Vandals strike Mehlville, golf cart recovered Brent Pearson Web Editor
Around 6 a.m Saturday morning, Sept. 25, Mehlville’s Fathers Club entered Jack Jordan Stadium to find vandalism and theft. The Fathers Club, operating the concession stand for the Mothers Club tailgate sale that morning, found their shed, which sits next to their concession stand and Mehlville’s pool, destroyed with locks cut off and a right door panel violently ripped off. Inside, the contents of the
shed were missing, including the E-Z-GO golf cart. The thieves took off with the golf cart, hopped the two-foot wall on the stadium’s hill and drove onto the field to turn donuts on the turf. They continued their rampage going through the northern entrance to the Mehlville field gate, which had been cut off with bolt-cutters earlier, and onto the St. Matthias field. Tracks led through the Matthias field and onto the parking lot. The tracks from the cart ended at the
edge of the field, leaving no trace of the vandals. The Fathers Club called St. Louis Country Police who responded with their crime scene investigation unit. After only five hours, authorities tracked the cart down only a quartermile away at Dace lane and Buckley road, allegedly still being use when the authorities reached the stolen property. The cart was found in the back of the subdivision. “The incident is under investigation,” said St. Louis
County Police Crime Scene Investigator Brian Schmidt. When recovered, the cart struggled to run, as it needed a push from other Father’s Club workers to operate back to the newly repaired shed. When recovered, the cart struggled to run, as it needed a push from other Father’s Club workers to operate back to the newly repaired shed. The carts average in cost to about $2000 new. No details about the suspect have been made
public. Because the suspects are minors, the police report will never be viewable to the public. Other items stolen remain undisclosed at this time.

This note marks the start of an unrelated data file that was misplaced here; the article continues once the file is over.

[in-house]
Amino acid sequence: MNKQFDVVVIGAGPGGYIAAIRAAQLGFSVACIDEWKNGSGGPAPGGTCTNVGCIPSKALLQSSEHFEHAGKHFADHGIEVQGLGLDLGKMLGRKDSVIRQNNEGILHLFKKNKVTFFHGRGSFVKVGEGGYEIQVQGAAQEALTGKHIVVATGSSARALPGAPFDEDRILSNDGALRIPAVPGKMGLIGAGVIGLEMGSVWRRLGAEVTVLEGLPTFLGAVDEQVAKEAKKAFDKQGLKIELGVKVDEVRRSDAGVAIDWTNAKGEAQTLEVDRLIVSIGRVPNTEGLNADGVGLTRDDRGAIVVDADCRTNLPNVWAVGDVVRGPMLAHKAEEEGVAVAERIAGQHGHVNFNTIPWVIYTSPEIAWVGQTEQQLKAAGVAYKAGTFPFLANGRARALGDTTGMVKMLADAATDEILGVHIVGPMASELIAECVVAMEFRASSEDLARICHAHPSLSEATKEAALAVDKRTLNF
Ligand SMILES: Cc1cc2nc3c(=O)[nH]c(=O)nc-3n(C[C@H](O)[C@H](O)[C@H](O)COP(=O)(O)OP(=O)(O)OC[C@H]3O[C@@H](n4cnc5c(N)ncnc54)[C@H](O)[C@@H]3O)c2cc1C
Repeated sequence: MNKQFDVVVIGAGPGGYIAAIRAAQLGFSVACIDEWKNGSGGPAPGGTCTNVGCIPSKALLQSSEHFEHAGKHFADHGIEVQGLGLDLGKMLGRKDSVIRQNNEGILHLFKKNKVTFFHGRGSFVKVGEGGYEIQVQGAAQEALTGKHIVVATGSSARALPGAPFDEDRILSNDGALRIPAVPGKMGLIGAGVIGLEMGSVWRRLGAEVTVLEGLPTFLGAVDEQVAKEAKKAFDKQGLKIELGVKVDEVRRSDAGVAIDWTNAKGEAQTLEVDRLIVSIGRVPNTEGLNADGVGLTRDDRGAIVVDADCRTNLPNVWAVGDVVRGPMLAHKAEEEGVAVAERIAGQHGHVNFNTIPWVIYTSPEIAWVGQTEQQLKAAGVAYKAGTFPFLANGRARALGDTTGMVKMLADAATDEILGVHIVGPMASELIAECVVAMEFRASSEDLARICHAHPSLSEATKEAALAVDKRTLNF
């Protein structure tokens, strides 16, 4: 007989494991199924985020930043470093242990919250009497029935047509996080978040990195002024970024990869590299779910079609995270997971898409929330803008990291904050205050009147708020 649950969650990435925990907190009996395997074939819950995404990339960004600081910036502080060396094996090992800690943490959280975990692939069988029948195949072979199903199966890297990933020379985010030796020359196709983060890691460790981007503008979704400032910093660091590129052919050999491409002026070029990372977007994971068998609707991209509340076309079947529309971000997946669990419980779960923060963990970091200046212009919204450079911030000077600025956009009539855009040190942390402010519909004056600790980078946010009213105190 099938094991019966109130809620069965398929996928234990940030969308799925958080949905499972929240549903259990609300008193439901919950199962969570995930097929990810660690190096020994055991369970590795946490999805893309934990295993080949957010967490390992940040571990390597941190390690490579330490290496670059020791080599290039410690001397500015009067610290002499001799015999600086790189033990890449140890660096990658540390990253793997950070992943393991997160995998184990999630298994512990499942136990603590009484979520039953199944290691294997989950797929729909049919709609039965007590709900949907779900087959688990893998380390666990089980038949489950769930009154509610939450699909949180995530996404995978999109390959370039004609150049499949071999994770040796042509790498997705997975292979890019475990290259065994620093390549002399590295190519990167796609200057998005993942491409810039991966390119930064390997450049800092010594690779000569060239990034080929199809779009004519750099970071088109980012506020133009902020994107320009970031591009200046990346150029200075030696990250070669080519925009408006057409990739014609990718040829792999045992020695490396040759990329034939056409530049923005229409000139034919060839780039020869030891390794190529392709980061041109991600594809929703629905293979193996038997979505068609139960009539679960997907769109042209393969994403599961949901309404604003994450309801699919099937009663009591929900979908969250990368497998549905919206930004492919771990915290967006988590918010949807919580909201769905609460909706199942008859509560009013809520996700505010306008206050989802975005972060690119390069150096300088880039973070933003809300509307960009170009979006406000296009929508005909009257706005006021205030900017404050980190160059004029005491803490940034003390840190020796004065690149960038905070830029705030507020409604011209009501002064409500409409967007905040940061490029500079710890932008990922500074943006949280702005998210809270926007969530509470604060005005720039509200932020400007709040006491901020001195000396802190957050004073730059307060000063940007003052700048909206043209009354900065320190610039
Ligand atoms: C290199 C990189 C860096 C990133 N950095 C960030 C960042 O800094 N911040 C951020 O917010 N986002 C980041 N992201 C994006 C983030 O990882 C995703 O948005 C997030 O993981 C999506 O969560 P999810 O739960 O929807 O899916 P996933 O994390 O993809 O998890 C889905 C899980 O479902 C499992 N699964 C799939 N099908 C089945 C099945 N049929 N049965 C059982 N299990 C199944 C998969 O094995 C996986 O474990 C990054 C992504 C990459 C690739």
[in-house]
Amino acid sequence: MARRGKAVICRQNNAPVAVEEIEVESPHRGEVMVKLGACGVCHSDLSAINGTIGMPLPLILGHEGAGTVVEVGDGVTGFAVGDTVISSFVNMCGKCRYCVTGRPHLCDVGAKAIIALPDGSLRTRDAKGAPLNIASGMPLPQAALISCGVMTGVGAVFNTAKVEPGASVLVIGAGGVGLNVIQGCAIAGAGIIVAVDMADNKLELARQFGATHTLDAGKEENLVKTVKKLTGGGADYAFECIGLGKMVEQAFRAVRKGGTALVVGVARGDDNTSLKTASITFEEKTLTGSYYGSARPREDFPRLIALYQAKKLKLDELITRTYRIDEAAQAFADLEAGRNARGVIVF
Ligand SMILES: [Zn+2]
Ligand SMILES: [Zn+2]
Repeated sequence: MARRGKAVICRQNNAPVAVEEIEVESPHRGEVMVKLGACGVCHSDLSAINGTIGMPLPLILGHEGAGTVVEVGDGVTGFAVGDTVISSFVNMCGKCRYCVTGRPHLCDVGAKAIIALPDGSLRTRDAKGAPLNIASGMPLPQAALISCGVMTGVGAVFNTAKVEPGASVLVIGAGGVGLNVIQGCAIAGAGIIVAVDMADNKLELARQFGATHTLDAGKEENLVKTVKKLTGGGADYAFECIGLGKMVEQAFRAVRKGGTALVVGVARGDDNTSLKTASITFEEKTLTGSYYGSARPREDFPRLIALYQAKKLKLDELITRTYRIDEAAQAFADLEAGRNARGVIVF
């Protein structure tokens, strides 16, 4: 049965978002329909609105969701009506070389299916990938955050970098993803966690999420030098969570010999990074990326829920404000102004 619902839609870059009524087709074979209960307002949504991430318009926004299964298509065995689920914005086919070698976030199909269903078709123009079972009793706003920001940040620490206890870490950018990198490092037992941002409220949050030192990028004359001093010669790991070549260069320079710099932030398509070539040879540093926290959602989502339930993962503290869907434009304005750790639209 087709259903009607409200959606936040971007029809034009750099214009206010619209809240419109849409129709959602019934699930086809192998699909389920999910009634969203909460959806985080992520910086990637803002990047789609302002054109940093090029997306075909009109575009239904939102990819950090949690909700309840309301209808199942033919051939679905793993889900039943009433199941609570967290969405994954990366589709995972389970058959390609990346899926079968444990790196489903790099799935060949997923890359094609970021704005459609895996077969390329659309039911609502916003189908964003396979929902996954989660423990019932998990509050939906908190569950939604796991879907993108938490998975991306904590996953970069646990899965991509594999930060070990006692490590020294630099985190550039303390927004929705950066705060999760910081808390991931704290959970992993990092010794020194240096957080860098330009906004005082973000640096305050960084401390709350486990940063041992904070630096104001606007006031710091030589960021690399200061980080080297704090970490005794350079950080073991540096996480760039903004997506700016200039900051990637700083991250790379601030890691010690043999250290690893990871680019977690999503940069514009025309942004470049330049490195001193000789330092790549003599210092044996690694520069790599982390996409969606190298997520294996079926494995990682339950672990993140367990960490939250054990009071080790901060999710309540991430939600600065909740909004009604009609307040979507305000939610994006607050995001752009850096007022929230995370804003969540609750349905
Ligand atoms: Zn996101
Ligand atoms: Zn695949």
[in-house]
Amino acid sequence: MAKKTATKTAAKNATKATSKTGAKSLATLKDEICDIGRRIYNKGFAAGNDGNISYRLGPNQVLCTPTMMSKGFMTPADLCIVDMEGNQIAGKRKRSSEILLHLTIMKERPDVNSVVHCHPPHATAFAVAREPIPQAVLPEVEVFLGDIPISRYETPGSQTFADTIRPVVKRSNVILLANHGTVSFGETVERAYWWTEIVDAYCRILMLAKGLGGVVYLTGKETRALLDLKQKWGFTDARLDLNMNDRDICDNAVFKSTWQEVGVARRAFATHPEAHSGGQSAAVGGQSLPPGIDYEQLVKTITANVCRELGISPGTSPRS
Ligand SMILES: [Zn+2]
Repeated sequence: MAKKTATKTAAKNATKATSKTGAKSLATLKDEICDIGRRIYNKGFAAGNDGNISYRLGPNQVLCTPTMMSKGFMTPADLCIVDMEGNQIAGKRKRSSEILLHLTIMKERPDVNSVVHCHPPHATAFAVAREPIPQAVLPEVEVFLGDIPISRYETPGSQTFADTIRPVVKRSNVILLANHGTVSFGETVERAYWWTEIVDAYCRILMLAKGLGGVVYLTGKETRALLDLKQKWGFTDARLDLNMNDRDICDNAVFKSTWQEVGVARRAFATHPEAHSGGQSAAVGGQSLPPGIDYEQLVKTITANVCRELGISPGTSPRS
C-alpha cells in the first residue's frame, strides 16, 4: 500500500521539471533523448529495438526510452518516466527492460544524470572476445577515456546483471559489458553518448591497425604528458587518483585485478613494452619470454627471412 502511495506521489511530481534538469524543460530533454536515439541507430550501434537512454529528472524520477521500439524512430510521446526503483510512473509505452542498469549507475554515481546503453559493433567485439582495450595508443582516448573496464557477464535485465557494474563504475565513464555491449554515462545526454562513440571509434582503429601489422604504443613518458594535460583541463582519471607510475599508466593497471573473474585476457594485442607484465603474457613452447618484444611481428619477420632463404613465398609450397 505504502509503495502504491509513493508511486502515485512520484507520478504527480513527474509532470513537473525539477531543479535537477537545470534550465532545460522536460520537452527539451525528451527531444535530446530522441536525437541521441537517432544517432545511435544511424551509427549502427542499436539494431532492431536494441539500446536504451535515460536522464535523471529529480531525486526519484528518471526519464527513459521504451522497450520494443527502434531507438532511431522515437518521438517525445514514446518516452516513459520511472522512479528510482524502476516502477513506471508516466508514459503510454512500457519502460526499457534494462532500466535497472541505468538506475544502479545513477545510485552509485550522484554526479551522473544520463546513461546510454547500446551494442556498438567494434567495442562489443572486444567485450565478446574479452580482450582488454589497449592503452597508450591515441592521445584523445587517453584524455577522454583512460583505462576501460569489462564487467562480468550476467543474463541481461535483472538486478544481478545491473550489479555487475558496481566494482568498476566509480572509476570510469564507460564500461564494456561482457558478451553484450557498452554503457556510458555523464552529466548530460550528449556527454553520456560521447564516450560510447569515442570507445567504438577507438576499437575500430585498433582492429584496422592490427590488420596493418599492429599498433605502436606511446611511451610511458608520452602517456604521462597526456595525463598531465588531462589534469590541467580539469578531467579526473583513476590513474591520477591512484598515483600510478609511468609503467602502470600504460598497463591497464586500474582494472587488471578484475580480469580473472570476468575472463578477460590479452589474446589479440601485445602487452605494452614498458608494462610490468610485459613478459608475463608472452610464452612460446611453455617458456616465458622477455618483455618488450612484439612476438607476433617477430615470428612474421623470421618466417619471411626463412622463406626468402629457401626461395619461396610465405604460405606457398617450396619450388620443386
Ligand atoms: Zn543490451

Photo by Brent Pearson
September 30, 2010
Bringing the alumni (and the pride) back By Marlee Cox Reporter In a continued attempt to resurrect school spirit and restore pride to Mehlville high School, the administration made drastic changes to the route and rules of the upcoming homecoming parade. Homecoming, an old tradition, began years ago at the University of Missouri. It’s purpose is simple: to bring the alumni back and unite them with the current student body. To celebrate the heritage and community of a school with a weekend comprised of a parade, football game and dance. Homecoming marks the true beginning of the fall season and serves as a point around which our social calendars can revolve. Game and dance aside, the parade alone should be the thumping pulse of the
student body, a thriving display of the range of interests, talents, and cultures Mehlville High School. In reality, however, our parade left something to be desired these past few years. To address this issue, Mehlville made several long-overdue changes to this year’s new parade. Last year, there was very little attendance to the Homecoming parade along Lemay Ferry Roadjust in front of the school. The mere location of this old parade complicated life for regular afternoon commuters along such a busy street. Very few student groups and teams participated. This does not paint the picture of the perfect homecoming parade one sees in movies and reads about in teen novels. So this year, the administration plans on re-routing the festivities and taking them into the subdivisions
surrounding the school. “A school is made of its community,” said Dr. Denise Swanger, head principal. By bringing the parade directly into this community, Mehlville hopes to stir up spirit among parents and younger kids. Swanger also has a solution for the lack of student participation. Any and all student groups, regardless of size or the concept of their organization, will be welcome to march and display themselves to the world. Swanger believes that, at Mehlville, homecoming is for everybody. All varsity athletes who play a fall sport are expected to participate, and the Mehlville Pantherette Dance Team will also take part. The Marching Panther Band (accompanied by the Buerkle Middle School Band) may make an appearance. “We’re looking into